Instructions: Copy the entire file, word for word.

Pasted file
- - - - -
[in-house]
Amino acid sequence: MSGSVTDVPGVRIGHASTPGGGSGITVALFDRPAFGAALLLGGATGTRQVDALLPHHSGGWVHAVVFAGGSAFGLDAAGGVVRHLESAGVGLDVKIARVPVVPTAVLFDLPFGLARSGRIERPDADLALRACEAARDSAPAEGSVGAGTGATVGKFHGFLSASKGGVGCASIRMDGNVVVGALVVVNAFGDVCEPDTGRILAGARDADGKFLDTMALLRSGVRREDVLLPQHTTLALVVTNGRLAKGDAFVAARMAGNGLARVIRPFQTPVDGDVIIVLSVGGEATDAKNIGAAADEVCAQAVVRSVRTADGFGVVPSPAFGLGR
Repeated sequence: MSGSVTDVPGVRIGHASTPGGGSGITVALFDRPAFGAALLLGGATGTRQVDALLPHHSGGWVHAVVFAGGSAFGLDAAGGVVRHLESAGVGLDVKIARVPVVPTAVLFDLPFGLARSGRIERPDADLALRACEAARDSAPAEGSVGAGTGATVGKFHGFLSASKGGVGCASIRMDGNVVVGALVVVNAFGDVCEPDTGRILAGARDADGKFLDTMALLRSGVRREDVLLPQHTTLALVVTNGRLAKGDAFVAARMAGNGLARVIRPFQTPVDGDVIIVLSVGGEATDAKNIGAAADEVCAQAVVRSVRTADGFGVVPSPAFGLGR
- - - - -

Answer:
[in-house]
Amino acid sequence: MSGSVTDVPGVRIGHASTPGGGSGITVALFDRPAFGAALLLGGATGTRQVDALLPHHSGGWVHAVVFAGGSAFGLDAAGGVVRHLESAGVGLDVKIARVPVVPTAVLFDLPFGLARSGRIERPDADLALRACEAARDSAPAEGSVGAGTGATVGKFHGFLSASKGGVGCASIRMDGNVVVGALVVVNAFGDVCEPDTGRILAGARDADGKFLDTMALLRSGVRREDVLLPQHTTLALVVTNGRLAKGDAFVAARMAGNGLARVIRPFQTPVDGDVIIVLSVGGEATDAKNIGAAADEVCAQAVVRSVRTADGFGVVPSPAFGLGR
Repeated sequence: MSGSVTDVPGVRIGHASTPGGGSGITVALFDRPAFGAALLLGGATGTRQVDALLPHHSGGWVHAVVFAGGSAFGLDAAGGVVRHLESAGVGLDVKIARVPVVPTAVLFDLPFGLARSGRIERPDADLALRACEAARDSAPAEGSVGAGTGATVGKFHGFLSASKGGVGCASIRMDGNVVVGALVVVNAFGDVCEPDTGRILAGARDADGKFLDTMALLRSGVRREDVLLPQHTTLALVVTNGRLAKGDAFVAARMAGNGLARVIRPFQTPVDGDVIIVLSVGGEATDAKNIGAAADEVCAQAVVRSVRTADGFGVVPSPAFGLGR